LARAMIE — Brock Beddes has neon green cleats. Outside of his man bun, they’re easily the most distinct thing about the Wyoming redshirt sophomore.
But brown and gold are the colors he has always wanted to wear.
Beddes graduated from Natrona County High School in 2011, and while he’s not quite the oldest player on the Wyoming football team — defensive end Nela Lolohea holds that honor — the 24-year-old’s road to Laramie has been anything but speedy.
Beddes’ senior year of high school, he signed with Chadron State as a linebacker and kicker alongside fellow Mustangs Cole Montgomery and Kyle Vinich. He redshirted there for a semester before taking a two-year mission in Portugal. When he got back, he had two shoulder surgeries. Last spring, he attended Utah State. In the fall, he was at Casper College.
And now, he’s a Wyoming Cowboy.
“I mean, that was always what I wanted to do, ever since I was young,” Beddes said. “Throughout high school, I always wanted to play for UW, but (former Wyoming coach Dave) Christensen, he wasn’t quite as keen on picking up (Wyoming) guys and giving them a chance. But definitely, I always wanted to be here.”
Various motivations drew Beddes to his previous stops. Friends took him to Chadron State, missionary work took him to Europe, a girl took him to Utah State, and transfer complications took him back to Casper.
He was brought to the Cowboys to play a position he’s never played before in his life.
“I’ve never really punted before now,” Beddes said. “I mean, messing around and stuff.”
Former Mustangs and current Cowboys Logan Wilson and Josh Harshman helped Beddes get in touch with the Pokes. He was working out at Natrona County when he asked the two about becoming teammates.
“Anyway, I don’t remember who I reached out to first,” Beddes said. “But I got the number of somebody, and when they answered the phone, they had already known who I was. They said, ‘Oh, you used to kick for N.C.’
“But yeah, they just told me to come down here and see what happens during spring ball. They told me they couldn’t guarantee me anything, but an opportunity is all I could really ask for.”
Though he was a kicker and linebacker in high school, the Cowboys needed another punter for spring with 2017 signee Tim Zaleski still in high school and third-string quarterback Nick Szpor currently handling first-team punt duties.
It’s coming along, slowly.
“Every day I actually feel like I get a little bit better,” Beddes said. “There’s a few technical things. (Kicker Cooper Rothe) has been trying to coach me up a little. He’s not a punter, but he knows stuff from (graduated senior punter Ethan Wood).”
Last week, Beddes nearly took out his head coach with a punt as Craig Bohl was chatting with media on the sideline.
“They (were) just having us do pop-ups, and it’s only 30 yards,” Beddes said. “So when you’re not really putting your full foot into it — I don’t know. I’m not a great punter anyway, but yeah, that one just came off the right side of the foot and about got him.”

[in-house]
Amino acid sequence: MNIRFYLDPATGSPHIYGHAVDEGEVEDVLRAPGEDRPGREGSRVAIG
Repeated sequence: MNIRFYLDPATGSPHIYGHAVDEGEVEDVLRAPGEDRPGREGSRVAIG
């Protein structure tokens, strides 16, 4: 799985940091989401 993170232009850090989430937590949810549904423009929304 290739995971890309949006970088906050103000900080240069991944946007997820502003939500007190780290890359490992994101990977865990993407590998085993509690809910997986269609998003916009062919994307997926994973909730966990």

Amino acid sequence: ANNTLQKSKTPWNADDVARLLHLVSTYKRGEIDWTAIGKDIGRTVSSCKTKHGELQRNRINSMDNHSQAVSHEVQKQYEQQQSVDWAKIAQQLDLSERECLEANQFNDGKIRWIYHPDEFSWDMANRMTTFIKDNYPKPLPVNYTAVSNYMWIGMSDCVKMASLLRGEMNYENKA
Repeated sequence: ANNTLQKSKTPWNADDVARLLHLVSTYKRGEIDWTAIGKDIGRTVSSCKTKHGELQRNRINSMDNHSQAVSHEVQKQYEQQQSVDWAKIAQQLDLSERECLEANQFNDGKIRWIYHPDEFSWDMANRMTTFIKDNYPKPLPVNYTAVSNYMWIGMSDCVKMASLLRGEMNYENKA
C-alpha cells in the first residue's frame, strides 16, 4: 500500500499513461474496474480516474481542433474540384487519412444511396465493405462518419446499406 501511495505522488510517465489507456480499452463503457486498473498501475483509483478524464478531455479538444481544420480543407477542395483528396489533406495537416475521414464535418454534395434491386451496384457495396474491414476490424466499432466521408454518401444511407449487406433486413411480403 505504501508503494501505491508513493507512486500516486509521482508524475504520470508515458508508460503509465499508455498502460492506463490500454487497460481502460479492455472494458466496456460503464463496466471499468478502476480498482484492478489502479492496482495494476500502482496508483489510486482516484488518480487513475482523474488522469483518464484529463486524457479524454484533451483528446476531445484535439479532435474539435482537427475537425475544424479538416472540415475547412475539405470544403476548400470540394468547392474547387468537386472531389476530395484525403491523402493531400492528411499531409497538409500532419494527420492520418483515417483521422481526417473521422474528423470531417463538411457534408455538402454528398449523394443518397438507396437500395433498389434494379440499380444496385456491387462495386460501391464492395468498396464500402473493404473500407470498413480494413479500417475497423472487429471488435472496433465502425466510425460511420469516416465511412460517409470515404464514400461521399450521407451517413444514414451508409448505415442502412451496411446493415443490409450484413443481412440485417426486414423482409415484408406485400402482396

Luckily, the close call didn’t prevent Bohl from letting Beddes get in some kickoff and field goal reps later in the practice alongside Rothe. They were Beddes’ first live plays as a Cowboy.
“They weren’t incredible, but they weren’t terrible,” Beddes said. “And I think as I get out there now the consistency will come, and I’ll definitely get a bit of strength back.”
Not to say there weren’t still some butterflies.
“I was so nervous, I couldn’t tell you where I was kicking,” he said. “... I know that I missed the (field goal) from 50-something. Other than that, I could not tell you. I’d have to look at film.”
While Beddes has only practiced with the specialists this spring, there’s a possibility he could be used elsewhere. Bohl has brought up the idea of trying the onetime linebacker at defensive end.
“I was definitely surprised to hear that,” Beddes said. “I’ve never played D-end. I didn’t really think I have the body type for it, but that’s what he said.”
Beddes’ natural position is actually on the soccer pitch. He was a first-team all-state honoree his senior season of high school and considered playing soccer in college.
Hence the green shoes. They’re his cousin’s. He began using them for soccer after returning from Portugal and has been kicking footballs in them as well.
Beddes’ teammates have yet to give him any trouble for them, even if they do seem to adhere better to rival Colorado State’s color scheme.
He hasn’t gotten too much grief for the man bun, either.
“They just ask what I would say if they cut it off,” Beddes said of his new teammates, some of whom weren’t yet on the team the last time Beddes got a haircut. “And you know, I wouldn’t be too hurt. I mean, it’s kind of annoying, and if somebody cut it off, I’d be like, ‘Well, that’s the end of that.’ I don’t think I’ll grow it out again.”
Maybe the hair’s working. He and the girl? They’re still together.
“That’s why I was (at Utah State),” Beddes said. “And when I was there, I thought about playing, but I never wanted to play for them. I had always wanted to play here if I could.”